Celebrate Black History Month: Clara Brown

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Celebrate Black History Month: Clara Brown

Celebrate Black History Month: Clara Brown

Clara BrownWhen I was younger, thinking about coming from a line of slaves was hard for me. When I get right down to the truth of it, it was like a badge of shame. As I’ve gotten older, my perspective has changed. I wouldn’t go as far to say I take pride in being a descent of slaves. Rather, I take pride in the idea that my family has been able to come so far, in spite of the oppression. With all the discrimination happening in today’s America, we are still able to overcome and achieve our dreams.

So, as we celebrate Black History Month, I want to recognize a woman of our past who overcome more than I’ve ever had to face to be successful: Clara Brown.

A Brief History of Clara Brown

Clara Brown was born into slavery in 1800. As often happened to slaves, Ms. Brown was separated from her family (husband and three living children) when each was sold to different owners when she was 35. Ms. Brown later received her freedom when at age 56, as outlined in her owner’s will.

There were some interesting laws back then. Freed slaves were forced to leave some states, such as Kentucky where Ms. Brown lived. As such, Ms. Brown journeyed westward to Colorado, leaving her family behind in slavery.

Colorado is where Ms. Brown’s business journey began. She took work as a mid-wife, cook, and nurse maid. And she saved. Ms. Brown gave generously back to her community and still was able to set money aside to start a business. I mention this to show the potential of planning a head… that we can start where we are and work toward larger dreams.

What she did with the money she earned through entrepreneurship is worthy. She started a laundry business, invested in land, grew churches, and assisted other freed slaves. Later in her life, Ms. Brown found her only surviving immediate family, her daughter Eliza Jane and granddaughter.

My Reflections

Clara Brown truly was a pioneer amongst Black Women. I can’t imagine how hard pioneer life must have been for Ms. Brown. When I think of the many job titles she held to support herself, community, and still save, I think of her as a dedicated women, willing to go the mile to accomplish her goals. Not living back then, I can only speculate, but speculate I did.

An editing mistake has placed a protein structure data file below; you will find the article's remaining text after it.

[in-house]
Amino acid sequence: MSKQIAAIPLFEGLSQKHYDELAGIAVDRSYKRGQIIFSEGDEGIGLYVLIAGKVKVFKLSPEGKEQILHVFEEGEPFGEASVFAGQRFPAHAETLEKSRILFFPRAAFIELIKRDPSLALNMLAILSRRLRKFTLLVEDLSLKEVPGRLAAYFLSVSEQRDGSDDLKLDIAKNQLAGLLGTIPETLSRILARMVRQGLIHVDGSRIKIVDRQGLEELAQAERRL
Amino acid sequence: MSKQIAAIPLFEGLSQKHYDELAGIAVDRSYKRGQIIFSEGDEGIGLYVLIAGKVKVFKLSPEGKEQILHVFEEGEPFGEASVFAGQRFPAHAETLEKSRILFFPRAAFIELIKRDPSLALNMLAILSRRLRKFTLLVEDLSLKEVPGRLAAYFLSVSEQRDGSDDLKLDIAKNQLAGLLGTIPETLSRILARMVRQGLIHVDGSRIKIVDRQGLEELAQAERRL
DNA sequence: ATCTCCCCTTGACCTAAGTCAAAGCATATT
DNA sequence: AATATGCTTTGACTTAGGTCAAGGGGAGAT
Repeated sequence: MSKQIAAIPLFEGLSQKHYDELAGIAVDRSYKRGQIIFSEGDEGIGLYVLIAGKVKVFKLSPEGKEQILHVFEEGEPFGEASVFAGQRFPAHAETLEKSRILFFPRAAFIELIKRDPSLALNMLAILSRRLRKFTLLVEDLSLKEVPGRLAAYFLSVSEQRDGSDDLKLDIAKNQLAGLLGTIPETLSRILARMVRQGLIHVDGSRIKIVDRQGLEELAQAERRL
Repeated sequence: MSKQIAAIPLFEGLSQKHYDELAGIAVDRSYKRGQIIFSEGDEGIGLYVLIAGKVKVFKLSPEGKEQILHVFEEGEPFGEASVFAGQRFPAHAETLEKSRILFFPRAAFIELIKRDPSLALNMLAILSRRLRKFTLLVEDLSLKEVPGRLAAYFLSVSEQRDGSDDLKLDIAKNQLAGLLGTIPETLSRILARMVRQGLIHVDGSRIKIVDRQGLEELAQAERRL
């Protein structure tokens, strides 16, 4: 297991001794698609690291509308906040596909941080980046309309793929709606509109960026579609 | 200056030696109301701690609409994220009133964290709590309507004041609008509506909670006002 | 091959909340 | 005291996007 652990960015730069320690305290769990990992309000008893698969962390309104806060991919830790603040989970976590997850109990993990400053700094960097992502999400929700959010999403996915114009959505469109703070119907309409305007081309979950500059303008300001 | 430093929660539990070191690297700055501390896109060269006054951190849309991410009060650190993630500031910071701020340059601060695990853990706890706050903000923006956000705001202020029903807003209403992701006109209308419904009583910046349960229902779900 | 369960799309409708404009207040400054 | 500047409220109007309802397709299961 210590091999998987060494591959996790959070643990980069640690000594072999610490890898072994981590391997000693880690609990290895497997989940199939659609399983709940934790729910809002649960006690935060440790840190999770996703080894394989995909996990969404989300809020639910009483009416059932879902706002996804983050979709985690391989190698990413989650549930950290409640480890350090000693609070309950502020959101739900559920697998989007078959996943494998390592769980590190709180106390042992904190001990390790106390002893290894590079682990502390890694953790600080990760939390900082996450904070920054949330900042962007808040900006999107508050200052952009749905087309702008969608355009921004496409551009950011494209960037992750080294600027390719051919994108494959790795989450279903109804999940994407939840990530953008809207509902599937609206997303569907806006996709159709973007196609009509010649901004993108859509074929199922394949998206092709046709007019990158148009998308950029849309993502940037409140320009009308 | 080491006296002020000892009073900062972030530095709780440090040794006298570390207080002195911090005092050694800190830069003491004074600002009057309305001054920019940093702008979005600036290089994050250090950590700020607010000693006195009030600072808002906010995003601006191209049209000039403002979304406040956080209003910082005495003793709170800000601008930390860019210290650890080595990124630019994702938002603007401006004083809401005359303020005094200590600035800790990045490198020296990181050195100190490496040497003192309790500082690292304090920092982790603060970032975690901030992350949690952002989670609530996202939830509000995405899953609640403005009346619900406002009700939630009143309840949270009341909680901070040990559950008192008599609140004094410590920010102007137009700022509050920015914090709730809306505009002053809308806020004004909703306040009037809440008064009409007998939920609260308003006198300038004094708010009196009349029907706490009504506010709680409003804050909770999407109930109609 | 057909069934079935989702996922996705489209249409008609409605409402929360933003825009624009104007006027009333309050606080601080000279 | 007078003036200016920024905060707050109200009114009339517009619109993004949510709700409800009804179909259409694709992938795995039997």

I know a lot of you are strapped for cash. I lost my job April 2016 and given a 2-week notice and no severance package. My contract wasn’t scheduled to end until the end of June, so the 2-week notice was completely out of blue. It took my entire department off guard. I can’t say I know you’re situation, but I know what it’s like to wonder how I’m going to pay my bills.

Business No Money Video SeriesHowever, when I think of Clara Brown earning money through a variety of methods and putting money away for her future, I can’t help but think we can all succeed.

Today, I’m leaving you with a gift. I’ve put together a video series that addresses how you can start your business with no money.

Success businesses don’t just happen over night. As with Ms. Brown, they take dedication and commitment. Sometimes they take baby steps.

So… with that in mind, what steps can you take today to move yourself toward your dream business?


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By | 2017-02-02T23:36:04+00:00 February 3rd, 2017|Black Business Women|0 Comments

About the Author:

Renee Townsend is a Certified Professional Coach and Business Consultant with experience helping Black Women start, grow, and run successful companies.

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